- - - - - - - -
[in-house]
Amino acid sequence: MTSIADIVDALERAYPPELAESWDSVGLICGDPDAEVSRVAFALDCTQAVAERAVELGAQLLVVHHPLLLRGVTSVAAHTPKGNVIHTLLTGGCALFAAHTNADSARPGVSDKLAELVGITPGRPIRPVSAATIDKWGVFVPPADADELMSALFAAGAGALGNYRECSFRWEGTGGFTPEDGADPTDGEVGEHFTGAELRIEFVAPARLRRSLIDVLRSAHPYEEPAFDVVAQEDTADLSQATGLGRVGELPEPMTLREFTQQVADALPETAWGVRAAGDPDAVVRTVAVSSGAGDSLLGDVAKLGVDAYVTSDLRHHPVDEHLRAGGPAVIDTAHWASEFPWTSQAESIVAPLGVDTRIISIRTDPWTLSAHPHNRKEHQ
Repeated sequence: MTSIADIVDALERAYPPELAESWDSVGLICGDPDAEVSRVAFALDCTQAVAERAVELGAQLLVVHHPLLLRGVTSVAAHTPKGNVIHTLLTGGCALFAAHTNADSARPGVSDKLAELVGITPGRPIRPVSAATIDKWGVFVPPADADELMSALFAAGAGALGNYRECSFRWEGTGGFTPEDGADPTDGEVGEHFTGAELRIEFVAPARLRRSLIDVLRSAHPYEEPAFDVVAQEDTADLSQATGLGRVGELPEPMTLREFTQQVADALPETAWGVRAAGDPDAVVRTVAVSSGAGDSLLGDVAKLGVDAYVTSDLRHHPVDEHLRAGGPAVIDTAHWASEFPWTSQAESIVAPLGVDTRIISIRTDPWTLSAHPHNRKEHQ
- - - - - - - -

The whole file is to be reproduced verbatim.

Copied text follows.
[in-house]
Amino acid sequence: MTSIADIVDALERAYPPELAESWDSVGLICGDPDAEVSRVAFALDCTQAVAERAVELGAQLLVVHHPLLLRGVTSVAAHTPKGNVIHTLLTGGCALFAAHTNADSARPGVSDKLAELVGITPGRPIRPVSAATIDKWGVFVPPADADELMSALFAAGAGALGNYRECSFRWEGTGGFTPEDGADPTDGEVGEHFTGAELRIEFVAPARLRRSLIDVLRSAHPYEEPAFDVVAQEDTADLSQATGLGRVGELPEPMTLREFTQQVADALPETAWGVRAAGDPDAVVRTVAVSSGAGDSLLGDVAKLGVDAYVTSDLRHHPVDEHLRAGGPAVIDTAHWASEFPWTSQAESIVAPLGVDTRIISIRTDPWTLSAHPHNRKEHQ
Repeated sequence: MTSIADIVDALERAYPPELAESWDSVGLICGDPDAEVSRVAFALDCTQAVAERAVELGAQLLVVHHPLLLRGVTSVAAHTPKGNVIHTLLTGGCALFAAHTNADSARPGVSDKLAELVGITPGRPIRPVSAATIDKWGVFVPPADADELMSALFAAGAGALGNYRECSFRWEGTGGFTPEDGADPTDGEVGEHFTGAELRIEFVAPARLRRSLIDVLRSAHPYEEPAFDVVAQEDTADLSQATGLGRVGELPEPMTLREFTQQVADALPETAWGVRAAGDPDAVVRTVAVSSGAGDSLLGDVAKLGVDAYVTSDLRHHPVDEHLRAGGPAVIDTAHWASEFPWTSQAESIVAPLGVDTRIISIRTDPWTLSAHPHNRKEHQ